Of course, not all mistreatment is intentional. Few managers are trained in how to communicate around discipline and termination and, as a result of their own discomfort, may come across as emotionally uncaring or cold (or take the chicken’s way out and communicate it from a distance). Let’s hope employers wise up to the fact that a manager who doesn’t know how to deliver bad news – a skill that can be easily learned – can be as detrimental to the workplace as one who makes bad decisions.

I love “talking” through e-mail. I don’t know what it is, but there’s something about communicating from one glowing screen to another that feels just as private as if I were speaking to that person behind closed doors. Unfortunately, a court of law doesn’t see it that way. Legally, an e-mail is as formal a communication as a letter typed on company letterhead and sent by first-class mail.

E-mail: More Like a Letter Than a Phone Call

The false sense of intimacy that e-mails create has led more than one company astray. In 1995, for example, Chevron Corporation shelled out 2.2 million dollars to settle a sexual harassment lawsuit stemming from inappropriate e-mails circulated by male employees (sample topics: 25 reasons why beer is better than women). Apparently, some of the 1.1 billion business e-mails sent daily by 80 million U.S. workers cross the line between candor and recklessness.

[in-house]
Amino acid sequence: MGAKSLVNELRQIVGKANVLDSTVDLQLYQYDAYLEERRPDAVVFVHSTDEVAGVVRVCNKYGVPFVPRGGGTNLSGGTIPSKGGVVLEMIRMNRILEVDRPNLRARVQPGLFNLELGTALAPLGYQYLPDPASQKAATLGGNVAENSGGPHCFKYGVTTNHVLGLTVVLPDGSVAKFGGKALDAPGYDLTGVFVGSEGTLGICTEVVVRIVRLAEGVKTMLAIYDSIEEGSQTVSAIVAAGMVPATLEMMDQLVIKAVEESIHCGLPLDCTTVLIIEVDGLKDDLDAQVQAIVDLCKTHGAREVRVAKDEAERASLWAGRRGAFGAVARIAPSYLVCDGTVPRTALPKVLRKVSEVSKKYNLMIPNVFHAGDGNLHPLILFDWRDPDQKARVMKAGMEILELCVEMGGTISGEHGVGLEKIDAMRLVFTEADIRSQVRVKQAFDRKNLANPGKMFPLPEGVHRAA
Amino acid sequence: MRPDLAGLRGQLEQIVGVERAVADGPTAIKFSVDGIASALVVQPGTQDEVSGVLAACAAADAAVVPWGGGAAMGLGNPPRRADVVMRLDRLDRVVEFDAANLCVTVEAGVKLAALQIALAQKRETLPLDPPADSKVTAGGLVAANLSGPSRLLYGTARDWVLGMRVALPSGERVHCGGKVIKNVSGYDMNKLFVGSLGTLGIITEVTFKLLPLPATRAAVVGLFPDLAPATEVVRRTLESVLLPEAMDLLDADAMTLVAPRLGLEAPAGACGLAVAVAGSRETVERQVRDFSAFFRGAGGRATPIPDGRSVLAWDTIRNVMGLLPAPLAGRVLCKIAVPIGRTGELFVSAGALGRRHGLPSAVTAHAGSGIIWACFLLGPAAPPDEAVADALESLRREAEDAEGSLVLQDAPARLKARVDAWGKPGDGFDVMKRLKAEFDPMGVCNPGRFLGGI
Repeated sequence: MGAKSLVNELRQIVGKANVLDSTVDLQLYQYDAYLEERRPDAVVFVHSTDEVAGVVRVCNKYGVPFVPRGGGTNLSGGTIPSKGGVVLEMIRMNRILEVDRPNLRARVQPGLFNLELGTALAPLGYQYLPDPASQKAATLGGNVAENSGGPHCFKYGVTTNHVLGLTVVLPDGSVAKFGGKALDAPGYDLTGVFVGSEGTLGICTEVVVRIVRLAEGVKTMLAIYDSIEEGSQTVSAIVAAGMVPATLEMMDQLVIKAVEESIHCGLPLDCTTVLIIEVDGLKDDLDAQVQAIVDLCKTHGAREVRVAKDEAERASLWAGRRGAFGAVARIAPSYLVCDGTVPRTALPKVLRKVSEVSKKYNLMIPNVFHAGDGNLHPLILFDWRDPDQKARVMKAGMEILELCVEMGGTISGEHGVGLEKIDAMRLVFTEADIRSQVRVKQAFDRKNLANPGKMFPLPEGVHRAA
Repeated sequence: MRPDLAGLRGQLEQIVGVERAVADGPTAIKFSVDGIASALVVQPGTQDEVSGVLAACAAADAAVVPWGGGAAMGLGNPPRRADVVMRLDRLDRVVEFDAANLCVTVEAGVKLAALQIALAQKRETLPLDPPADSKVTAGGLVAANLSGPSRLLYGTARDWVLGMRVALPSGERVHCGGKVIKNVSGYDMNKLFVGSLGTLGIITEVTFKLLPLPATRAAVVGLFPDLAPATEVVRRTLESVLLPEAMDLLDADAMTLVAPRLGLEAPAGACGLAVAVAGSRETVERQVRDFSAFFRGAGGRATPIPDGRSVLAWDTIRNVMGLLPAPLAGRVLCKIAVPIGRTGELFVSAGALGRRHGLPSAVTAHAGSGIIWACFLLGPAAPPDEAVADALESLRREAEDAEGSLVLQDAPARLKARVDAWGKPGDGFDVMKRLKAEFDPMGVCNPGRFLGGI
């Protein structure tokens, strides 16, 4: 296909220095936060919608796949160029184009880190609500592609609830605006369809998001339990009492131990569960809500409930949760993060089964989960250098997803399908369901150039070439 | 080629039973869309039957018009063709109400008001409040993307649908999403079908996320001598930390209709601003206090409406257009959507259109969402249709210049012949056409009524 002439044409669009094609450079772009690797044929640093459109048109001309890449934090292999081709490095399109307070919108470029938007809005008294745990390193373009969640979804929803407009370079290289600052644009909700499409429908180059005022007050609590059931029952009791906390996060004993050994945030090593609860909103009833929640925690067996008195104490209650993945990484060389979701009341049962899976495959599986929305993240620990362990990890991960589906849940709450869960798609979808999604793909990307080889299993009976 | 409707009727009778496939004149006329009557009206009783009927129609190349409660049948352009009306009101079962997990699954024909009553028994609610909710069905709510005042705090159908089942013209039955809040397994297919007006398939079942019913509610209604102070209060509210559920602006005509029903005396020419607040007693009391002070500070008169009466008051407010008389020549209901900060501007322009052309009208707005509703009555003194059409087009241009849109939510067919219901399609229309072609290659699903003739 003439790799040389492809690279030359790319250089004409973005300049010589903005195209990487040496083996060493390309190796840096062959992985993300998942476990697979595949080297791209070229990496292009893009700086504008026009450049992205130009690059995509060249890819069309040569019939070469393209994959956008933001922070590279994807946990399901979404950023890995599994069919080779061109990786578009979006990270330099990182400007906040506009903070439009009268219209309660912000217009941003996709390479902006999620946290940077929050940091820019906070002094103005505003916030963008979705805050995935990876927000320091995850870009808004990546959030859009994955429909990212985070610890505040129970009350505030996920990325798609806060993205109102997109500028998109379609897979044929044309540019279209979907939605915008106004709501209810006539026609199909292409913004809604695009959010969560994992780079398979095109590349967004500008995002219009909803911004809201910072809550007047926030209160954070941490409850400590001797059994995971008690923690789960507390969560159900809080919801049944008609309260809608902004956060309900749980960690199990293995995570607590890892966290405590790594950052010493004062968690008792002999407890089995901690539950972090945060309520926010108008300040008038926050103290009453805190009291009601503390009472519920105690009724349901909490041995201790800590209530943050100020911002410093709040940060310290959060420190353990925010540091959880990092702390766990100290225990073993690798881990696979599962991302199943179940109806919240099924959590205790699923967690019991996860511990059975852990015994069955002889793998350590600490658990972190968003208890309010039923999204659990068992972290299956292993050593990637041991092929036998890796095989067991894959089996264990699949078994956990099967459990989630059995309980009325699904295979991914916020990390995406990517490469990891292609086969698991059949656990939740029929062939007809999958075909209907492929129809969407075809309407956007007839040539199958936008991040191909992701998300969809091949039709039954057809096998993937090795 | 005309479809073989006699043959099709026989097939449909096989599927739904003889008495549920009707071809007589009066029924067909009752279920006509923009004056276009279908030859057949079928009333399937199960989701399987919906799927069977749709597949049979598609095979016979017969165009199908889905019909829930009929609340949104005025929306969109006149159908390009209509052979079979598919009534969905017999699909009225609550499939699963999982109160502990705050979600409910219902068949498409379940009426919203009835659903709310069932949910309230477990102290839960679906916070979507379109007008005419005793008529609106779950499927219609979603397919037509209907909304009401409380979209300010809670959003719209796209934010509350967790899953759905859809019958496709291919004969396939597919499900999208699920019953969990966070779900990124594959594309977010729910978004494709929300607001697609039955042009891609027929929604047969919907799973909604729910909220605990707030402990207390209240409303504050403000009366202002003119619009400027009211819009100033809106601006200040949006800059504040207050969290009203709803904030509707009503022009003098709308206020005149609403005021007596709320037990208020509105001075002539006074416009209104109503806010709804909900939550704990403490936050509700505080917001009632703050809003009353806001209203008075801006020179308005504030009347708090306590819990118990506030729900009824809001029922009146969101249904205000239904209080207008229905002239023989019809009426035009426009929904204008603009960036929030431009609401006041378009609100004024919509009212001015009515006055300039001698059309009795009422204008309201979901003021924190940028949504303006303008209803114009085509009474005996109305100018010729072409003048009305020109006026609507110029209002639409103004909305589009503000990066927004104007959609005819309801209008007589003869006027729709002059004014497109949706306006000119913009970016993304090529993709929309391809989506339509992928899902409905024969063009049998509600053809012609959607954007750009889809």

Best Practices in E-mail Policies

For many of us, e-mail is the backbone of how we communicate with partners, vendors, customers and each other. For management, the challenge is to keep this backbone from breaking the company’s bank, and the best defense is a good offense — an e-mail policy. A policy that is likely to protect a company from the fall out of e-mail abuse should: